Here, sir, you find that the Republican party resolve that they mean to maintain the principles of the Declaration of Independence, and of the Constitution, and that "the rights of the States, and the Union of the States, shall be preserved." In the face of this declaration the President informs Congress that they intend to trample upon the rights of the States, and destroy the Union.
They assert that it is the duty of the American people " to prevent the establishment of slavery in the Territories of the United States, by positive legislation prohibiting its existence therein;" and they deny the authority of Congress, of a Territorial Legislature, of individuals or associations, to give legal existence to slavery to any I Territory of the United States while the present i Constitution shall be maintained. They declare I that it is the right and duty of Congress, under the Constitution, to prohibit in the Territories those twin relics of barbarism, polygamy and slavery. Now, is there anything in all these averments and denials like inequality or injustice —that looks to sectionalism or disunion? It will be perceived that the leading, distinguishing principle of the Republican party upon the general question of slavery, is folded in the doctrine that it is the right and the duty of the General Government to prevent the extension of slavery into free territory. If this be treason, Heaven help us! We are all traitors!
Not only are the principles and purposes of the Republican party fully and clearly expressed in the Philadelphia platform, but they have been repeated a thousand times by the presses and speakers of the party, and in the resolutions of local conventions, with constant and emphatic disavowals of the wish or purpose to interfere with slavery in the States. Why should its members alone be singled out by the President*; and his party, for reproach and opprobrium? Why arc they more obnoxious to censure than the wise, the great, and the good men, whose pathway across our political horizon, from the early morning, is luminous with similar opinions? If holding these opinions justly exposes the Republicans to the imputation of being dishonest and dangerous men, fit to be classed with the " desperate and the damned," what shall save the Father of his Country, the Author of the Declaration of Independence, and the Father of the Constitution, from being placed in the same category? Were Republican doctrines and designs more constitutional, or less pernicious in 1789 or 1820 or 1848, than in 1856? They were among the axioms, the unquestionable truths, and the fixed purposes of the Fathers; and the Republican party is but acting in the light of their examples, and carrying out their instructions. When its members remember this, I trust they will be comforted, and be able to bear themselves bravely and decorously against the assaults of one whose calumnies strike so far.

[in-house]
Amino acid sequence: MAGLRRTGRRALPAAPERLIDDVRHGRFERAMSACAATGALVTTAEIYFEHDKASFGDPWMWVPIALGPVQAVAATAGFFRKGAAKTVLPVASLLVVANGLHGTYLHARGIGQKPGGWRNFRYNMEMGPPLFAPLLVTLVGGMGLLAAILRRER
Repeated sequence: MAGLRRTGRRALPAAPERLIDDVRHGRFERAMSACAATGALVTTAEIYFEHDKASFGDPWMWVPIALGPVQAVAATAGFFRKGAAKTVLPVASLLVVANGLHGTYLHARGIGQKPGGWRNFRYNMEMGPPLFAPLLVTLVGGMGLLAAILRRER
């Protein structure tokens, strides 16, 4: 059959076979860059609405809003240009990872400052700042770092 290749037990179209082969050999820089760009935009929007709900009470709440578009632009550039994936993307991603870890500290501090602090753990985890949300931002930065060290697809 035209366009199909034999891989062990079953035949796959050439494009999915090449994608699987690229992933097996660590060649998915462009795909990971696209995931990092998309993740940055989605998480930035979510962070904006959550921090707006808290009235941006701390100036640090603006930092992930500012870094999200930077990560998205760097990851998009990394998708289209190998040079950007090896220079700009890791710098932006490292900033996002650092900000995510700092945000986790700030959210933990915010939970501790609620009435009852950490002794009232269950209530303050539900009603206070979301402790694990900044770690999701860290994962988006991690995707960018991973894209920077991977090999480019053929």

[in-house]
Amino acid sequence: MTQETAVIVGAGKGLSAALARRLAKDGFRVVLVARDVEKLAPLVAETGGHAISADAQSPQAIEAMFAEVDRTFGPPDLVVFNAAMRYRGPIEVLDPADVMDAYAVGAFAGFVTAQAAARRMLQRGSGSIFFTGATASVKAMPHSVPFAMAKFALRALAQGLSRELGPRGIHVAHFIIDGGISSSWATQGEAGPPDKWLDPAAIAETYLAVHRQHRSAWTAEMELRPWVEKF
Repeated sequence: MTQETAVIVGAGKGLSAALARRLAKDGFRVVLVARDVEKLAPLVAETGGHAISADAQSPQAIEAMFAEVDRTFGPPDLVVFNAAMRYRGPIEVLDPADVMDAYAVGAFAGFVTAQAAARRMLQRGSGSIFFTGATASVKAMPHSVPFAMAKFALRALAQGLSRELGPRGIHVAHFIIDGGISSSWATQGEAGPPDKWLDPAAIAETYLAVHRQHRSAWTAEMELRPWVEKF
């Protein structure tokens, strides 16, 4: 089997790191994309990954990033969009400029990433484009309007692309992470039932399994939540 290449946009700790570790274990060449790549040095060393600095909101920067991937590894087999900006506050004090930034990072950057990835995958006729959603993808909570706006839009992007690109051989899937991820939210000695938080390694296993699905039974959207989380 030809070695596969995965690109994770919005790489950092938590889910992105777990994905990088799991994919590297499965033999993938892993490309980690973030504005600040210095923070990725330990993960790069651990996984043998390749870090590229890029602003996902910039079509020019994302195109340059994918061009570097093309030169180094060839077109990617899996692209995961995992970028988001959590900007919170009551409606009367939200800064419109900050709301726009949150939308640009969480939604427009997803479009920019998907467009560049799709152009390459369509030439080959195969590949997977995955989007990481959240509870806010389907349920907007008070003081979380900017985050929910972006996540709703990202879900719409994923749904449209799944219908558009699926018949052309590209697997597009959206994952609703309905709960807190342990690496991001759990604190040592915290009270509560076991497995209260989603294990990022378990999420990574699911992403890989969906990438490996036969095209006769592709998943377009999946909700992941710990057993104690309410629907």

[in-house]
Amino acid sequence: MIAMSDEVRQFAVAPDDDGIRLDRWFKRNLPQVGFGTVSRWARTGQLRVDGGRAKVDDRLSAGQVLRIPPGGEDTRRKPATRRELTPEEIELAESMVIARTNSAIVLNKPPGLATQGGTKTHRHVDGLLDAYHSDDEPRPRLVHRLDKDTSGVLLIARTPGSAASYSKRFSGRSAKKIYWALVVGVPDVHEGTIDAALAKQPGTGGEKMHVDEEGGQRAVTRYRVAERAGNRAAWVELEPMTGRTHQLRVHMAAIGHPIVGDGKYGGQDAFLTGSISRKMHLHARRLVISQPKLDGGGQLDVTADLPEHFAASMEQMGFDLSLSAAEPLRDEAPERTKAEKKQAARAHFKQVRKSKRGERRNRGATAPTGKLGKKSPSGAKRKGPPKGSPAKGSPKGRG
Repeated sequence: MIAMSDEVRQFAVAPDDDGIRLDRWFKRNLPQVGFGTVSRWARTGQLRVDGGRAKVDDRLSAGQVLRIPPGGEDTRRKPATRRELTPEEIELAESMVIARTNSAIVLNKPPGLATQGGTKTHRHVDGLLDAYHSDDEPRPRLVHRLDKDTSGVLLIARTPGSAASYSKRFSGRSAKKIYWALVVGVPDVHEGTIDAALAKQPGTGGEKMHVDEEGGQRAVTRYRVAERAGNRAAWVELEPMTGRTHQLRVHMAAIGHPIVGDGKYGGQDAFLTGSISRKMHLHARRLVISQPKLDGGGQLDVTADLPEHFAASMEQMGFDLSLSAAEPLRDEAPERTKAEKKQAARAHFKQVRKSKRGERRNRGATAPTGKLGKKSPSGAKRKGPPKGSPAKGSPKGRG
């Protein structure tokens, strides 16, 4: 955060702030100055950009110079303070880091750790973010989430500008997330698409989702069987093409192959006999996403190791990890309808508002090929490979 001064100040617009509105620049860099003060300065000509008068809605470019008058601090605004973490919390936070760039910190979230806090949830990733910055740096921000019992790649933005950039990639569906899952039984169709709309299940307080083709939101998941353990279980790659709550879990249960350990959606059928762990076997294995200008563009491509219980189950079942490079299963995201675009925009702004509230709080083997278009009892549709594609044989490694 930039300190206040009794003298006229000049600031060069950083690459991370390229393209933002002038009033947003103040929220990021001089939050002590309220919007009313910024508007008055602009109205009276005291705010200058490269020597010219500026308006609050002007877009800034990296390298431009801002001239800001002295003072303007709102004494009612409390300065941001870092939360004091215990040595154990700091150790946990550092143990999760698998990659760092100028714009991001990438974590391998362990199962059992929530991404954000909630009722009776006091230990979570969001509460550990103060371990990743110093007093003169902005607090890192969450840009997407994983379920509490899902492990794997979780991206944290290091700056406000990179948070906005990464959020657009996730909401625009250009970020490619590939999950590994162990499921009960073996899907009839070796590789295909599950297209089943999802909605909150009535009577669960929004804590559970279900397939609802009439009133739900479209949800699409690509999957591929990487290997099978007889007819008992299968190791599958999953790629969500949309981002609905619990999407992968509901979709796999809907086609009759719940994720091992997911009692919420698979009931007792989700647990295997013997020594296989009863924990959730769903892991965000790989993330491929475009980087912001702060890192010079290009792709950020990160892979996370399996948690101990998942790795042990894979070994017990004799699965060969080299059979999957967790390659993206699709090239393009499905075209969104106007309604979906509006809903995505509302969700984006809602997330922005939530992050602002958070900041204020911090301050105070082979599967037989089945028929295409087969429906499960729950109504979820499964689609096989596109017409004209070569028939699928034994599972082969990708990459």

General Washington, in a letter to Robert Morris, makes use of the following language:
"I can only say, there is not a man living who wishes more sincerely than I do to see a plan adopted for the abolition of it, [slavery;] but there is only one proper and effectual mode in which it can be accomplished, and that is by legislative authority; and this, so far as my suffrage will go, shall never be wanting."
Surely this justifies the Republicans in all that they propose to accomplish; for to sincerely wish for the abolition of slavery is inconsistent with a desire to extend it. The power of the General Government to restrain slavery is recognized by the act of Congress of the 7th of August, 1789, which was approved by General Washington. In 1784, in the Congress of the Confederacy, Mr. Jefferson reported a resolution to the effect "that after the year 1800 of the Christian era, there- should be neither Slavery nor involuntary servitude in ANY of said States, otherwise than in the punishment of crime whereof the said party shall have been duly convicted to have been personally guilty." It will be seen that Mr. Jefferson designed to strike a single and fatal blow to all slavery extension. That he did not consider the powers of the Government, in this regard, as impaired by the Constitution, is shown by the fact that he approved, as President, many laws—some for the organization of territorial governments with the slavery restriction—involving the existence of plenary power in Congress to legislate for the Territories.
Mr. Madison, who ought to know, from his connection with the Constitution, the objects fur which it was framed, and the powers it was designed to confer, has said:
"I Hold It Essential IN Every Point Or View, That The General Government Should Have Power To PREVENT THE INCREASE OP SLAVERY."—Madison Papers, vol. 3,|). 1391.